When I told Liz and Kate that this would be our first nostalgia movie, their response immediately proved why I had chosen to do this project with them, for they both instantly turned to me and bellowed “WILLOWWWW! YOU IDEEOT!” in quavery goat voices, and this is why my sisters are the most awesome sisters evar.

Thus we settled down of an evening to rewatch this semi-classic staple of our childhood viewing habits, and see how it measured up all these years later.

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A Taxonomy of Werewolves: Jim Butcher’s Fool Moon

Thanks to the comments on my introduction to the Werewolf chapter of the SFF Bestiary, I opted to begin the series of readings with the second of Jim Butcher’s supernatural detective novels starring Harry Dresden. Fool Moon offers a whole gamut of types and styles of werewolf. Each has its own magical rules and manifestations. They all converge on Chicago, and on Chicago’s resident wizard.

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Five SFF Novels Featuring Wealthy Protagonists

Living as we do in a perfect meritocracy, we can conclude that the extremely wealthy must be particularly intelligent, insightful, and wise, and that any apparent flaw in their brilliant schemes must be entirely because said schemes are too transcendent for mere peons to grasp. As a noted philosopher once observed, were he wealthy “they would ask me to advise them like a Solomon the Wise.” When we remember, or observe, the results of the Darien Scheme, Enron’s rise to financial eminence, or Elon’s rule of Twitter, the godlike intelligence of the wealthy is evident, is it not?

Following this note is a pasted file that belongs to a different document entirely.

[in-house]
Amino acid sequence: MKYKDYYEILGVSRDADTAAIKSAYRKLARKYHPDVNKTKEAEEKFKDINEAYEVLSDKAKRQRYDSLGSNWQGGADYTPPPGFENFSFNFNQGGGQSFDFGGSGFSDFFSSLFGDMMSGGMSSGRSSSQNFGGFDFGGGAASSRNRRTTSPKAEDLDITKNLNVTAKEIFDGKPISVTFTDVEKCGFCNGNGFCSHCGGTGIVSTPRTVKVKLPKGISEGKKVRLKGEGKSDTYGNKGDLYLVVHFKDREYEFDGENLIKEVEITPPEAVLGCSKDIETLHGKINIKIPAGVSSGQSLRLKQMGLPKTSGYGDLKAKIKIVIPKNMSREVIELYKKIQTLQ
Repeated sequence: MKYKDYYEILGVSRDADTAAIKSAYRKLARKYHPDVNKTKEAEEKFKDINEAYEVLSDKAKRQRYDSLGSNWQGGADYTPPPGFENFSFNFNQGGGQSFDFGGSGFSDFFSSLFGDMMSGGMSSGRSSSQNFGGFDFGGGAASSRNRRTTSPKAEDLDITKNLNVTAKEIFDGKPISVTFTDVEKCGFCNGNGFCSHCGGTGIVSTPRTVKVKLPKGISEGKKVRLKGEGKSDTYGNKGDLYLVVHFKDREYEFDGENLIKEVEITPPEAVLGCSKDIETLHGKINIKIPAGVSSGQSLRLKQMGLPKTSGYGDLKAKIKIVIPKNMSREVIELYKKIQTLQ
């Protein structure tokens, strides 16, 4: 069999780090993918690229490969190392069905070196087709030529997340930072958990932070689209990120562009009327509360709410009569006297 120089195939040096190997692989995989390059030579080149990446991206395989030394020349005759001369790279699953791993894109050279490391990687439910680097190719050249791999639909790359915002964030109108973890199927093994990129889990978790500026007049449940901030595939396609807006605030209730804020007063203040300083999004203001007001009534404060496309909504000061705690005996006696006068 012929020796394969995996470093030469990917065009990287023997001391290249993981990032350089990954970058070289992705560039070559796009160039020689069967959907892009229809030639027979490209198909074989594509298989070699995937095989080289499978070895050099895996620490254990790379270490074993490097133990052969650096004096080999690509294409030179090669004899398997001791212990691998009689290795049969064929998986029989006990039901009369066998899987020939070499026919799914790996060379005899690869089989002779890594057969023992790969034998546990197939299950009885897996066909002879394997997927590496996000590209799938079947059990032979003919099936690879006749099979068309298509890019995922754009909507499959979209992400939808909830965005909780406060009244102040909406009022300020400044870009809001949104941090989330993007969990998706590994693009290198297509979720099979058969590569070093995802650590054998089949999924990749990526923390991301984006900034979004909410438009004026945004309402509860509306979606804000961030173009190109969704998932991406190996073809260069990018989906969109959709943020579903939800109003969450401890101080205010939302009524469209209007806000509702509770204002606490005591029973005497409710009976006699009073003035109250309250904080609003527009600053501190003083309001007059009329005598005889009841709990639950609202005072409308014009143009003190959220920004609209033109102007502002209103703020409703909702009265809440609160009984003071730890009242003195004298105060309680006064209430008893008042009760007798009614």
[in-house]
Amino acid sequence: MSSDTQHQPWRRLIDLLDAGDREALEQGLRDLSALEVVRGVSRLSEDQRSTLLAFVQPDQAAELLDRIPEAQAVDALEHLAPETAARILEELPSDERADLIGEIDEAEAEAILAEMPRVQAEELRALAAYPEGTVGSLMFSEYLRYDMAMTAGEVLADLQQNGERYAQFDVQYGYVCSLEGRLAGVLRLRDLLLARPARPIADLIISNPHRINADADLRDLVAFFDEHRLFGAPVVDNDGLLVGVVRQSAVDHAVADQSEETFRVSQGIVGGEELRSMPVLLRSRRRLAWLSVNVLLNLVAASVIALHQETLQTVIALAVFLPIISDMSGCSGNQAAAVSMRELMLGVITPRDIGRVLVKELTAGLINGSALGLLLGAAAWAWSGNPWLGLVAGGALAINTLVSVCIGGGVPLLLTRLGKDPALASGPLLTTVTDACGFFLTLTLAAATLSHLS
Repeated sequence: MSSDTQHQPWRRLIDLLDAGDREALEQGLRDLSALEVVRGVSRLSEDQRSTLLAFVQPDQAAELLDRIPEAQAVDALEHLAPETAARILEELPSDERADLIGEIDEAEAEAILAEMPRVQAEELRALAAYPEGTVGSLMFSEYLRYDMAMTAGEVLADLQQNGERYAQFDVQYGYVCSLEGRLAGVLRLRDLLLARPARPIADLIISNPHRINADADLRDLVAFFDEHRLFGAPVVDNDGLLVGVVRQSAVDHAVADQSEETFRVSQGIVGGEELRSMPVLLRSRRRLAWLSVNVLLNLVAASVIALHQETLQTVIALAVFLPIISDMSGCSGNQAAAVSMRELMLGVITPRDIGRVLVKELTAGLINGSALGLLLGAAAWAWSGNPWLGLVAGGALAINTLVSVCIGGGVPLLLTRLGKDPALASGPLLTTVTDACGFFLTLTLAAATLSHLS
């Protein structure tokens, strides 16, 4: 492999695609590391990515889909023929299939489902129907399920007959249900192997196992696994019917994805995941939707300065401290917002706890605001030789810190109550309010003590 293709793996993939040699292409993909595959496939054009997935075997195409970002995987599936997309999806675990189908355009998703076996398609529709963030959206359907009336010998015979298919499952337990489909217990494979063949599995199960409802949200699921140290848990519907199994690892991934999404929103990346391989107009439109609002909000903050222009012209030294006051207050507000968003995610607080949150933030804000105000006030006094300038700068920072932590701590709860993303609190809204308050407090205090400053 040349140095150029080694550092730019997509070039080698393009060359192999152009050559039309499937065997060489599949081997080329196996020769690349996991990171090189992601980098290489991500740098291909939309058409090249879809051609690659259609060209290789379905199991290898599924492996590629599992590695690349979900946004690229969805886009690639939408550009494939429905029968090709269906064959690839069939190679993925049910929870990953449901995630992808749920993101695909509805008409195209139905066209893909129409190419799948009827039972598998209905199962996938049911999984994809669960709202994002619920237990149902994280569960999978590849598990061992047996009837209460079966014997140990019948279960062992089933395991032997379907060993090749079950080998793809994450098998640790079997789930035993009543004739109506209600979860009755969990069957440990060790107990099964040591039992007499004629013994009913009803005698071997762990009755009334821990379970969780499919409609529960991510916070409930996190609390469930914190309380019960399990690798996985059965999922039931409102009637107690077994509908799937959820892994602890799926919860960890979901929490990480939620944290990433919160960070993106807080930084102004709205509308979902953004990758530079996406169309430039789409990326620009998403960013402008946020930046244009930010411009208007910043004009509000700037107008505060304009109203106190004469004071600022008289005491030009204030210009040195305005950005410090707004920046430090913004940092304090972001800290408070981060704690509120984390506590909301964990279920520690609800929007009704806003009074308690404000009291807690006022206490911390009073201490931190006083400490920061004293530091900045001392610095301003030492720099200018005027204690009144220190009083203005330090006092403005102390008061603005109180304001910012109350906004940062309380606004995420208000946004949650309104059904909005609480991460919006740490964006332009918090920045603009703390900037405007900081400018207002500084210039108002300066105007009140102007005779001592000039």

Unsurprisingly, the extremely wealthy make great protagonists, embodying as they do all the human virtues. Take these five examples.

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Necromancy for Fun and/or Profit: Vivian Shaw’s “Black Matter”

Welcome back to Reading the Weird, in which we get girl cooties all over weird fiction, cosmic horror, and Lovecraftiana—from its historical roots through its most recent branches.

This week, we cover Vivian Shaw’s “Black Matter,” first published in July 2019 in Pseudopod. Spoilers ahead!

[“People have described it as sweet…”]

Series: Reading the Weird

Eight Fantasy Tales About the Joys of Bread and Baking

“There is not a thing more positive than bread.” So said Fyodor Dostoevsky, and as someone who needs little more than a decent sourdough loaf and a spread of good Irish butter to be blissfully happy, I wholeheartedly agree.

Bread is one of our oldest recipes as humans, and nearly every culture has developed its own variety. It became such an important staple in our diets that the Roman empire and, later, medieval Europe established baking collegiums—systems to keep bread prices fair, for the good of the public.